Authorities in Ivory Coast have issued an arrest warrant for Guillaume Soro, prompting the ex-rebel leader and presidential hopeful to divert his plane to another country instead of returning home.
The arrest warrant is certain to escalate political tensions ahead of the 2020 election in the West African nation. Soro's supporters took to the streets Monday to protest and police used tear gas on them.
Soro, who served as prime minister from 2007 to 2012, had planned to return home after more than six months abroad.
Public Prosecutor Adou Richard announced on state television Monday night that Soro was accused of "presumption of an attack on state security," without giving details. Soro also is suspected of embezzling public funds and money laundering, Richard said.
The charges were announced hours after several of Soro's top associates were detained by security forces following a news conference in Abidjan.
"Arresting Soro won't resolve the problem, the crisis in Ivory Coast," said Soro supporter Bernard Koffi. "On the contrary, it makes the crisis worse because we don't know what wrong he is supposed to have done."
Ivory Coast erupted in civil war in 2002 and remained divided into a rebel-controlled north and loyalist south until a 2007 peace deal.
Soro and his allies helped President Alassane Ouattara come to power when then-President Laurent Gbagbo refused to step down during the violent 2010-2011 election that left more than 3,000 people dead.
Soro later fell out of favor with Ouattara while serving as parliament speaker and ultimately stepped down.
He is the first candidate to publicly declare his intention to run for president under the banner of his party, Générations et Peuples Solidaires, or GPS.
Ouattara was believed to be serving his final term but recently indicated he might consider seeking a third term if Gbagbo decides to run.
The mayor of Burundi's capital says at least 15 people have been killed by landslides caused by heavy rains over the weekend.
Bujumbura Mayor Freddy Mbonimpa on Sunday evening said another 30 people were injured and dozens of homes were damaged or destroyed in the landslides earlier in the day in the north of the capital.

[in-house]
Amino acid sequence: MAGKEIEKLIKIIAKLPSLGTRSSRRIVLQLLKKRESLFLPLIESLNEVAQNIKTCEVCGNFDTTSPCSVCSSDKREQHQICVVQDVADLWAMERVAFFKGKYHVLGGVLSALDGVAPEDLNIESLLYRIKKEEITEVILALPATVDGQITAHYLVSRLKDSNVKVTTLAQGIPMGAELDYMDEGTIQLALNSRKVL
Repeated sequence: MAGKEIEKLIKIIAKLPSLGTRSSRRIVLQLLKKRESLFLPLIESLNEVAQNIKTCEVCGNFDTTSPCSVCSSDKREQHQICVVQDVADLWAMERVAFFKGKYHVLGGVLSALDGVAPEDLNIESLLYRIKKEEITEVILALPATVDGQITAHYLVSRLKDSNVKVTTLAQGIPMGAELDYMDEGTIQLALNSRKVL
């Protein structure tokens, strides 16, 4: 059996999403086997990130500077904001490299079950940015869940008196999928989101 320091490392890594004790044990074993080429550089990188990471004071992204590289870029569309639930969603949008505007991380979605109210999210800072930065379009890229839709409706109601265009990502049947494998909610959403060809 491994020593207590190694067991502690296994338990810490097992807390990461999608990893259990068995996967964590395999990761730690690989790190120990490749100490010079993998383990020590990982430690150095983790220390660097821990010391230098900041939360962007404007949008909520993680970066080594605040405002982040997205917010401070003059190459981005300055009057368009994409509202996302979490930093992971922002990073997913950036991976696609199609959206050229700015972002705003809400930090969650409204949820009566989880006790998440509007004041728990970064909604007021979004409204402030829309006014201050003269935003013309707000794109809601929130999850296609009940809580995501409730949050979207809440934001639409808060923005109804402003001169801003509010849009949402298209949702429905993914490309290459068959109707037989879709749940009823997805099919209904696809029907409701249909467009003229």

One 50-year-old survivor who gave her name only as Angele said she lost her four children and her husband when their house was destroyed. She said she was spared because she had been away at work.
Other residents told The Associated Press they feared the toll would be higher as searches continued for missing people.
Security Minister Alain Guillaume Bunyoni during a visit to affected neighborhoods said authorities would install provisional shelters for those who lost their homes.
Heavy rains in recent weeks across East Africa have killed scores of people. Earlier this month, authorities in Burundi said at least 28 people died in landslides.
Authorities searched Monday for four Chinese crew members who were taken hostage by pirates in speedboats off Gabon's capital over the weekend.
Government spokesman Edgard Anicet Mboumbou Miyakou confirmed Sunday that four vessels anchored in the bay off Libreville were targeted in the overnight attack. He said a Gabonese national, the commander of a vessel operated by the Satram company, was killed.
The four Chinese crew members taken hostage were working for the Sigapeche company, the spokesman said.
Security forces were searching for the attackers in collaboration with Interpol and sub-regional organizations, he said. Gabonese authorities were taking measures "to guarantee the safety of maritime traffic," he said.
While attacks in the waters off Libreville are rare, piracy poses a growing threat in the Gulf of Guinea. The International Maritime Bureau says the Gulf of Guinea now accounts for about 82% of crew kidnappings in the world.